Dr. John McCurdy: Yeah. So, I mean, Ypsilanti before World War Two is a pretty small town. I mean, it's still a small town, but it was even smaller then. And it was pretty much a sleepy college town with some light industries. But the coming of World War Two, and especially the construction of the Willow Run plant, the bomber plant, really changes the town because it changes its philosophy. It moves much more towards heavy industry. Of course, that attracts a large number of immigrants, both white and Black, largely coming from the South, but from some other places as well, and really sets the city on a path of growth. I would say this, the second piece of that is, of course, following World War Two, there's a lot of money invested through the GI Bill, in terms of college education. And there would be, at this moment, that we see what is now Eastern Michigan University grow from a small school, a small teachers' college of a couple thousand students to what it grows to, which is a university of about 25,000 students. And that all happens largely as a consequence of the changes with World War Two.

Josh Hakala: What are some of the moments or even the movements in the city's modern history that have made Ypsilanti what it is today?

Dr. John McCurdy: Well, I think there's several. Of course, I think one of the great priorities of the city has been trying to preserve its heritage. And so, the creation of the Ypsilanti Heritage Foundation, as well as creating a historic district to preserve the buildings and the way the city looked and I think really pushed back against some of the urban renewal that was destroying some of the integrity of the buildings within, especially the downtown area, but also the growth of communities, organizations, neighborhood organizations, to really try to preserve the city and to bring some attention to Ypsilanti as it is. I think also recently, I mean, there's there's been a shift to what is the purpose of Ypsilanti. Of course, the deindustrialization that we've witnessed over the last 50 years has rocked the city. You know, there are several parts of the city that are basically abandoned at this point that had once been factories for Ypsilanti to rethink itself. Like, who is it if it's not an industrial place, if it's not producing cars, what does the designing exist for? And I think it's rediscovered some of its roots in education. Of course, Eastern Michigan has been here since 1849. So, that's become more of a, I think, focus of the city than it once had been.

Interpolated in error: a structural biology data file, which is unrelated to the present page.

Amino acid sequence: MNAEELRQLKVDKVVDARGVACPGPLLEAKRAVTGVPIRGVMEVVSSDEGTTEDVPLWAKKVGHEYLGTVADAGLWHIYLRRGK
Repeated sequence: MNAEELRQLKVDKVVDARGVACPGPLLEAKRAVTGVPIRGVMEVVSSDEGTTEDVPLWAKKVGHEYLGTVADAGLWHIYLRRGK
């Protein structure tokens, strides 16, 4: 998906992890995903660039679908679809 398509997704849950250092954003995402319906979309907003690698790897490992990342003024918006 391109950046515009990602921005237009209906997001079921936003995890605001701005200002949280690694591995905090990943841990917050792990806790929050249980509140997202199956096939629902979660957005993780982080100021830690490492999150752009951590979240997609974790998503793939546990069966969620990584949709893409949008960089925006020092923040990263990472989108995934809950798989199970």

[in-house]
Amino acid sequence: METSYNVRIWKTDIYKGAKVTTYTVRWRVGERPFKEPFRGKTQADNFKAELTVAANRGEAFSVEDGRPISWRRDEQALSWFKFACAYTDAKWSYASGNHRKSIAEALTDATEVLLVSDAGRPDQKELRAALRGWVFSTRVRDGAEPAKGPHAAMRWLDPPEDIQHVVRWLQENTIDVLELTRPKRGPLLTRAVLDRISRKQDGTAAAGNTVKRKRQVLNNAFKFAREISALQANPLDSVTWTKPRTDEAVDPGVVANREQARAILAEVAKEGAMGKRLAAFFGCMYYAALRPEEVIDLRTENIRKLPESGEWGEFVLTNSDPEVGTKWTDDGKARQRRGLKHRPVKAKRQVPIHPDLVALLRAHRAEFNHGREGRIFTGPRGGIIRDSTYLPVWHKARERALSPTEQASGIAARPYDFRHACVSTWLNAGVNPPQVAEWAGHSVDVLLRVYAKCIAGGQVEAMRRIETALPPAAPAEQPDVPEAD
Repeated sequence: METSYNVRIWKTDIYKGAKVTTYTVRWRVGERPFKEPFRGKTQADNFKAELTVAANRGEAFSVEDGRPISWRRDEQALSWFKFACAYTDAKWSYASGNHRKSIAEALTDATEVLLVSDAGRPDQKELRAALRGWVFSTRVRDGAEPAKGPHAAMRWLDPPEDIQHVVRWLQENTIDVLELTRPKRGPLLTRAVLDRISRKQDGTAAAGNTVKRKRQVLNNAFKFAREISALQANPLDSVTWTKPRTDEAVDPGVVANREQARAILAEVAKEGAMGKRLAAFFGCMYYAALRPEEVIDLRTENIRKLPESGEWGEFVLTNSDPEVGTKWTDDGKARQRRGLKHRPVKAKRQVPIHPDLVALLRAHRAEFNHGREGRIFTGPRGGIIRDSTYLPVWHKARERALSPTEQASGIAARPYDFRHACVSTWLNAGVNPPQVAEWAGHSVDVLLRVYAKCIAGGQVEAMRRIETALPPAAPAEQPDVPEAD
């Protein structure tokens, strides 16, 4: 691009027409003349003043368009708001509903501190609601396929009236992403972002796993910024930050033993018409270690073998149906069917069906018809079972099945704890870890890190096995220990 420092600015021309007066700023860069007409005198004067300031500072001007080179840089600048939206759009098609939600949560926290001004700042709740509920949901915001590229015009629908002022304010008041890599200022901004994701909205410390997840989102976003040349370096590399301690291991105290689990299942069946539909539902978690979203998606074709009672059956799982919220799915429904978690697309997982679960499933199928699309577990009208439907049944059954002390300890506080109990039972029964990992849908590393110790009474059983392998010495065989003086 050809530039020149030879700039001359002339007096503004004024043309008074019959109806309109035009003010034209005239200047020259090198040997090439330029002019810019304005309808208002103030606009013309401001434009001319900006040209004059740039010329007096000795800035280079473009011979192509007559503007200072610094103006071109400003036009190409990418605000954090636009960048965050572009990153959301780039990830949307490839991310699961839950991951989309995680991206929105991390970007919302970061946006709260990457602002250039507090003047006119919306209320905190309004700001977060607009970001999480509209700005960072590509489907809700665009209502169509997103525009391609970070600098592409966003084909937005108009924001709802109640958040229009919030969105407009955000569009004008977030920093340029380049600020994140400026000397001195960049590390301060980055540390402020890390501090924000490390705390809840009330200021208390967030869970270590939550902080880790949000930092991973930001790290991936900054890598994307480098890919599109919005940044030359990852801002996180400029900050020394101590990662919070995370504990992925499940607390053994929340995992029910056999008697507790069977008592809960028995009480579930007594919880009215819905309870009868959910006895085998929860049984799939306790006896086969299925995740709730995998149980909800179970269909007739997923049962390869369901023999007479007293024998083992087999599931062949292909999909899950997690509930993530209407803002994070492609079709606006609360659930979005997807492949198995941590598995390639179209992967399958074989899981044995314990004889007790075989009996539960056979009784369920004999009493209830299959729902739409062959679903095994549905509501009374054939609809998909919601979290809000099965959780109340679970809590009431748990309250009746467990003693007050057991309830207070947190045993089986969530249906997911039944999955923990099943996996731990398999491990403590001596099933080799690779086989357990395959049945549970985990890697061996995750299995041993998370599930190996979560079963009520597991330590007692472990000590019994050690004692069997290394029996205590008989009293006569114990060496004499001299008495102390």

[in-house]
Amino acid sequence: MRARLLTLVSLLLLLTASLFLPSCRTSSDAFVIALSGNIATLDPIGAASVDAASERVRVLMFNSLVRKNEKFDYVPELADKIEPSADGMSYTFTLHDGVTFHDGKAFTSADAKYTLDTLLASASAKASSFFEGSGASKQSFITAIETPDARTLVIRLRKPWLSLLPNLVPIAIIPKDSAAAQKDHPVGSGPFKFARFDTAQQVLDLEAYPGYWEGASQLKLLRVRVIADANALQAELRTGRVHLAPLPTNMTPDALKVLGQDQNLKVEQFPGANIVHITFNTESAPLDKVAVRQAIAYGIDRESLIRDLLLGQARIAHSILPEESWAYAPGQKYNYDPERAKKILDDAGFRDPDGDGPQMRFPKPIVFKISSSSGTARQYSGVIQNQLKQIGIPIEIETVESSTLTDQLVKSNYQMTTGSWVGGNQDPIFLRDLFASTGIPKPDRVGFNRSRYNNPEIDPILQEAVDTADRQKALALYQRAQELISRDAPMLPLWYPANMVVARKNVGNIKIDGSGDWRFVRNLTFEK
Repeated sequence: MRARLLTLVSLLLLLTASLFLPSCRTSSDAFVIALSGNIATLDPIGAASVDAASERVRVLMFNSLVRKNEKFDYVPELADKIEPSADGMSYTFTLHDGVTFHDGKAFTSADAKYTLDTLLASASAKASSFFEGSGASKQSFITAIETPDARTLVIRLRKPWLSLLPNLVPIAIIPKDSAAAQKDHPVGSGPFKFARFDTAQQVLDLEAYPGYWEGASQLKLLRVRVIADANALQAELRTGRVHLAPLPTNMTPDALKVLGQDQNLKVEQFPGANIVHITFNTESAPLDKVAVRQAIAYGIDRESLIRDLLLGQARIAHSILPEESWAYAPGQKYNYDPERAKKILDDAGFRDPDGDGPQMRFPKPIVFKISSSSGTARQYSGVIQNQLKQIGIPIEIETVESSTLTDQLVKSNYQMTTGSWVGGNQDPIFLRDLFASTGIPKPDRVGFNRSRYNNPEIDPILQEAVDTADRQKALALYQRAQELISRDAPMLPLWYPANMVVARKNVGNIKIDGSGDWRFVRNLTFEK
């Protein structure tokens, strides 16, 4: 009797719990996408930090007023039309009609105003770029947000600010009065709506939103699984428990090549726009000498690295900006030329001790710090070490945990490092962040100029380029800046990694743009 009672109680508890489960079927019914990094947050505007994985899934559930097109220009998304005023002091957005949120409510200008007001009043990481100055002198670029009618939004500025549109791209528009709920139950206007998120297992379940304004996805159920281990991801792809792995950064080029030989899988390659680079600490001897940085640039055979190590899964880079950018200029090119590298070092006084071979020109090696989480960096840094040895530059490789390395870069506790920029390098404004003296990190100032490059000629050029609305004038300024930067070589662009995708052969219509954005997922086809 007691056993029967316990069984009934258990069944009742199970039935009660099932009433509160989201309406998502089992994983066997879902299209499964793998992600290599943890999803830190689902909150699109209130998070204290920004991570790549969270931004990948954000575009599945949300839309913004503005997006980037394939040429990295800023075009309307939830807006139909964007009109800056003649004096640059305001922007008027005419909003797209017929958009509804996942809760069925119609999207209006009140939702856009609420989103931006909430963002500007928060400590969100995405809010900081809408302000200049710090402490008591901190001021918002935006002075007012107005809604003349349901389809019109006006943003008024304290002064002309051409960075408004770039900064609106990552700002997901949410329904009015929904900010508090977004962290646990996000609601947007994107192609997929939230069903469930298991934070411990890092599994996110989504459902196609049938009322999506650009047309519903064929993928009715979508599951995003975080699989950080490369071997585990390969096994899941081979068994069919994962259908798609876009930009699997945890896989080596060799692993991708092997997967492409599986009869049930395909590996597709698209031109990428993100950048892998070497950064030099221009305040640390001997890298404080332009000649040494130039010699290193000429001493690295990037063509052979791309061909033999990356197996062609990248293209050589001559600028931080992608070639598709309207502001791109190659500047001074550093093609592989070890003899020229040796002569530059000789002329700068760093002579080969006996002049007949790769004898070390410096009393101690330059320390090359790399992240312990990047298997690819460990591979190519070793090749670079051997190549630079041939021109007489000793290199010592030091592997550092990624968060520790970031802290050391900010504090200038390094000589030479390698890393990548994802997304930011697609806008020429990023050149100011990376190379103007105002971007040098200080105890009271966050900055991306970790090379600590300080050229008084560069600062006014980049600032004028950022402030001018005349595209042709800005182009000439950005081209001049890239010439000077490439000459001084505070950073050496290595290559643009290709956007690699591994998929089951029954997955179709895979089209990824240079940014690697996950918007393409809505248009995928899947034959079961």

Josh Hakala: So, tell me about the book that you helped put together, "Ypsilanti History: A Look back at the Last Fifty Years." Of course, we're celebrating 200 years of Ypsilanti. But why did you focus on the last 50?

"Ypsilanti Histories: A Look Back at the Last Fifty Years."
Ypsilanti Historical Society
"Ypsilanti Histories: A Look Back at the Last Fifty Years."